Babylon: 8 highlights from the Golden Globe-winning soundtrack

Raucous new drama Babylon blows away our pre-conceptions of late 1920s Hollywood as a haven of chic and debonair behaviour. Writer-director Damien Chazelle, who made Whiplash and La La Land, unlocks his nasty side in this three-hour onslaught of sin, one that's set around the pivotal transition from silent cinema to sound pictures.

Margot Robbie and Brad Pitt give memorable performances as, respectively, the wild child new starlet Nellie LaRoy and the ageing screen veteran Jack Conrad. Their stories are just two of the strands on display in Chazelle's sprawling canvas; also thrown in the mix is aspiring studio executive Manny (Diego Calva) whose destiny intersects and overlaps with that of Nellie and Jack.

The movie, on release at Cineworld from January 20, is brought together via the propulsive and insistent presence of Justin Hurwitz's score. The music recently won a Golden Globe and continues the fruitful partnership between Chazelle and Hurwitz that has already yielded two Oscars for La La Land and a previous Golden Globe for Neil Armstrong drama First Man.

We've rounded up several Babylon soundtrack highlights that pinpoint the music as the beating, crazy and memorable heart of the movie.


1. Nellie and Manny's Theme

The score is centrally held together by several recurring themes. The plaintive theme for Nellie and Manny is one of them, and it's put through several contortions during the score. It mostly appears as a wistful ragtime piano piece, accompanying the pipe dreams and ambitions of two characters who are desperate to make their way up the Hollywood greasy pole.

Fans of Hurwitz's previous work for Chazelle, namely the nostalgic and gorgeous La La Land, will find a lot to like in this piece.

2. Voodoo Mama

AKA the 'go wild' piece that appeared in the first Babylon trailer. Hurwitz's trumpet section goes full-throttle and blows the roof off, before eventually devolving into a slinkier, slower-pace jazz piece come the end.

'Voodoo Mama' is one of several tracks in the movie that is performed diegetically – in other words, within the context of the scene. It's performed during the opening mansion party sequence by ambitious jazz trumpeter Sidney Palmer (Jovan Adepo).

3. Gold Coast Sunset

One of Babylon's most entertaining sequences accompanies the frantic quest to secure a movie camera for Jack Conrad's latest shoot. As all hell breaks loose with multiple silent pictures all shooting simultaneously in the same area, the emergent Manny manages to locate a camera right at the moment of golden hour when the sunset casts a lustrous glow over the set.

Hurwitz's ironically beautiful and parodically overblown orchestral crescendos tap into the absurdity of the scene, as the ultimate outsider, Manny, makes everything come together for maximal Hollywood romanticism.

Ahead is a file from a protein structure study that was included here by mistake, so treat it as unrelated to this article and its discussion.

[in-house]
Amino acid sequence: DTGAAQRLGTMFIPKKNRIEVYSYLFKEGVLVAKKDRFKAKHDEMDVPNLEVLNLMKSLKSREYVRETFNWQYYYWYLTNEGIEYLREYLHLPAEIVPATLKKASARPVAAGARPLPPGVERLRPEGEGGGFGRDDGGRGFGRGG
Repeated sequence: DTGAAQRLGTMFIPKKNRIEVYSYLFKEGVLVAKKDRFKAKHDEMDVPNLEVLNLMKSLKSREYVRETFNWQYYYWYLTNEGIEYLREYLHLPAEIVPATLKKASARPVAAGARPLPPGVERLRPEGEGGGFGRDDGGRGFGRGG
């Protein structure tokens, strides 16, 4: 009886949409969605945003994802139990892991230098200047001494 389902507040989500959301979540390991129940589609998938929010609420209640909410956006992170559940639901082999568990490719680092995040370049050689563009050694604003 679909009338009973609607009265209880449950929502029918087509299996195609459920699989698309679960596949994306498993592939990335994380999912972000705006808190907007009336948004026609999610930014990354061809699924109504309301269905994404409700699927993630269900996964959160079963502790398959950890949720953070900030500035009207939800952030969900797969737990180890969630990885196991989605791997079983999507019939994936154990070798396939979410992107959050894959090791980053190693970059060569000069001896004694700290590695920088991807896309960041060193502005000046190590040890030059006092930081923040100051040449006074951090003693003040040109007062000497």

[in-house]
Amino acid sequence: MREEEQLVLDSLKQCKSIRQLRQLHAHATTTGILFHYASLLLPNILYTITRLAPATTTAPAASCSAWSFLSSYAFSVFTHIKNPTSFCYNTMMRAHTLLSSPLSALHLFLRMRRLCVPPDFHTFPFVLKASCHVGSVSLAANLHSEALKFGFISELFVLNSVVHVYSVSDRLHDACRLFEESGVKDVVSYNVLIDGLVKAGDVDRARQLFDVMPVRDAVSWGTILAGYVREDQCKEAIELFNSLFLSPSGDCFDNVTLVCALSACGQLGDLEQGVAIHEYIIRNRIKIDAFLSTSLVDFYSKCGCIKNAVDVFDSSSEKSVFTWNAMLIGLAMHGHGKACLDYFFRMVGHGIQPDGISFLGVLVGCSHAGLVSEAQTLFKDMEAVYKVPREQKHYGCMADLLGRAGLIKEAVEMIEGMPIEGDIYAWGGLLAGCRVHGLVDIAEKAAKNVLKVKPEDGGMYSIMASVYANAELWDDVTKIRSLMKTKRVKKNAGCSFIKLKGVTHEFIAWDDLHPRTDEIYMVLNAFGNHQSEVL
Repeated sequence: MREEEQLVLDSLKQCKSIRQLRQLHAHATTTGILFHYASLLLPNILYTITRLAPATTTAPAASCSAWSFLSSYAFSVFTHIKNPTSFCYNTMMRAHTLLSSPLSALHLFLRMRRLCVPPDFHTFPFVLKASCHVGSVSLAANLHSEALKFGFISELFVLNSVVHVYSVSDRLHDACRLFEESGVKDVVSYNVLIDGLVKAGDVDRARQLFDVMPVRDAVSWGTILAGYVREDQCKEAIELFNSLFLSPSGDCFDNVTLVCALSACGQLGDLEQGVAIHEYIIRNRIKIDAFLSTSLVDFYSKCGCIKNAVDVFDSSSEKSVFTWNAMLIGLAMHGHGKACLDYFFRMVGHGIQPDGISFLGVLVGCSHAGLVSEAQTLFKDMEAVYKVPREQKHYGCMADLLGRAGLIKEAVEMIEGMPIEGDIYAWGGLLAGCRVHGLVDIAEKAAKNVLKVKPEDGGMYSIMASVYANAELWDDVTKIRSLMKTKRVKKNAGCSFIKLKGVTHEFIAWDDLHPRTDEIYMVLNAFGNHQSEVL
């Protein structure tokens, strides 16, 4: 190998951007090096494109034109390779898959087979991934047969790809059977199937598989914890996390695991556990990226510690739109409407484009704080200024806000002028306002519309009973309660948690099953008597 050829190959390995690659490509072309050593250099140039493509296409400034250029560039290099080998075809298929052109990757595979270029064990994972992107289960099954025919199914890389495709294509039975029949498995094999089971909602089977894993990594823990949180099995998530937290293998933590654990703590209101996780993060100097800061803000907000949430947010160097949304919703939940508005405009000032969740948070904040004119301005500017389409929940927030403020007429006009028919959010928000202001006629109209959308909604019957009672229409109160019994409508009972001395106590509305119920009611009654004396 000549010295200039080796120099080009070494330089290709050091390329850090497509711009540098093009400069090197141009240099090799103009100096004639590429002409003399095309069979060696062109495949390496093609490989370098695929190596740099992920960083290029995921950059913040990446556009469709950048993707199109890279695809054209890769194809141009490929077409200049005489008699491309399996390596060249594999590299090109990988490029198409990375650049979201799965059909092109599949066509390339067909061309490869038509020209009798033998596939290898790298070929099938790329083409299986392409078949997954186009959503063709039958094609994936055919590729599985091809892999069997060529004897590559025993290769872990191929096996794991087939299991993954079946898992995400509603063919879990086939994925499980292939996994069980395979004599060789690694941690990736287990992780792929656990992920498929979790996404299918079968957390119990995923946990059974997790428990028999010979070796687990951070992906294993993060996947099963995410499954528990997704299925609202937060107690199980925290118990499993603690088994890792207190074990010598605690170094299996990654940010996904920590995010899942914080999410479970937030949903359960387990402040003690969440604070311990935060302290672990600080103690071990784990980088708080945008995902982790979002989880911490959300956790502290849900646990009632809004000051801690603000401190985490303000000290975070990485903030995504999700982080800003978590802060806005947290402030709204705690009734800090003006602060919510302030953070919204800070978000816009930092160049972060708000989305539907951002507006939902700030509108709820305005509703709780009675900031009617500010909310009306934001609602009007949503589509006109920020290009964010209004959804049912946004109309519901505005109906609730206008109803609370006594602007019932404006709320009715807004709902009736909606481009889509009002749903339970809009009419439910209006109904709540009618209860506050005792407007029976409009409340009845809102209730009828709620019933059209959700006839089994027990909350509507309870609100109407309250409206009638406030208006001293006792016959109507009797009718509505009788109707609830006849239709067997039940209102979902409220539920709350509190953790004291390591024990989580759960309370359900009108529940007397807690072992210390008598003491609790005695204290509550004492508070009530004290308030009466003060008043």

4. Herman's Hustle

Nellie and Manny's theme gets treated to a blusterous, up-tempo, foot-tapping variation for throaty saxophones. This piece is another that's stated several times during the soundtrack and, as the title suggests, accompanies various characters 'hustling' and bustling their way around the chaos of a movie set.

5. Orientally Yours

Li Jun Li's character Lady Fay gets a slinky, seductive piece of her own. Lady Fay breaks down social conventions in her role as a cabaret singer, flaunting her sexuality with provocative and amusing lyrics. Yet she's also an intertitle writer for silent pictures and is part of the key group attached to both Nellie and Jack.

The most luscious rendition of Lady Fay's theme comes in this track as Hurwitz deploys the gorgeous Oriental texture of the erhu (a bowed Chinese instrument that is regularly deployed in Hollywood film scores, and which is played diegetically in the movie).


6. Hearst Party

Who could ever have imagined Ravel's classic staple Bolero would anticipate a sequence of graphic projectile vomiting? Hurwitz demonstrates both a macabre wit and a keen sense of musical context in this repetitious and increasingly ostentatious piece that fully captures Nellie's coke-fuelled meltdown at a posh Hollywood party.

Bolero was first unleashed on the world in 1928, the same year in which the scene takes place. The waltz-like movement of the music finally attains shrieking and hysterical proportions as Nellie rubs food in her face and proceeds to chunder all over the face of her famous host, William Randolph Hearst.

7. Gold Coast Rhythm - Jack's Party

Babylon is ultimately a movie that's tainted with tragedy. Pitt gives an effectively melancholic performance as the one-time wonder who finds himself out in the cold when sound pictures expose his stiff acting style.

The recurrent 'Gold Coast Rhythm' theme, introduced early on in the movie, gets a downbeat, cocktail/lounge jazz iteration as Jack comes to terms with the apparent futility of his career, not to mention his several failed marriages.

8. Gold Coast Rhythm – Sidney's Solo

Another diegetic gem is Sidney's trumpet performance of the Gold Coast theme. The tone of the piece may well encapsulate everything that is brazen and outsized, and yet ultimately sad, about Babylon: the mournful pitch of the trumpet sounds an elegy for human hubris and arrogance. 

Hurwitz's music lies right at the heart of our understanding of the film, variously amusing, outrageous and deeply, bittersweetly felt while adapting to all manner of different period idioms. Let's see if an Oscar nomination is in the score's sights next.

Are you ready for the wildest party of the year? Click here to book your tickets for Babylon, opening at Cineworld on January 20.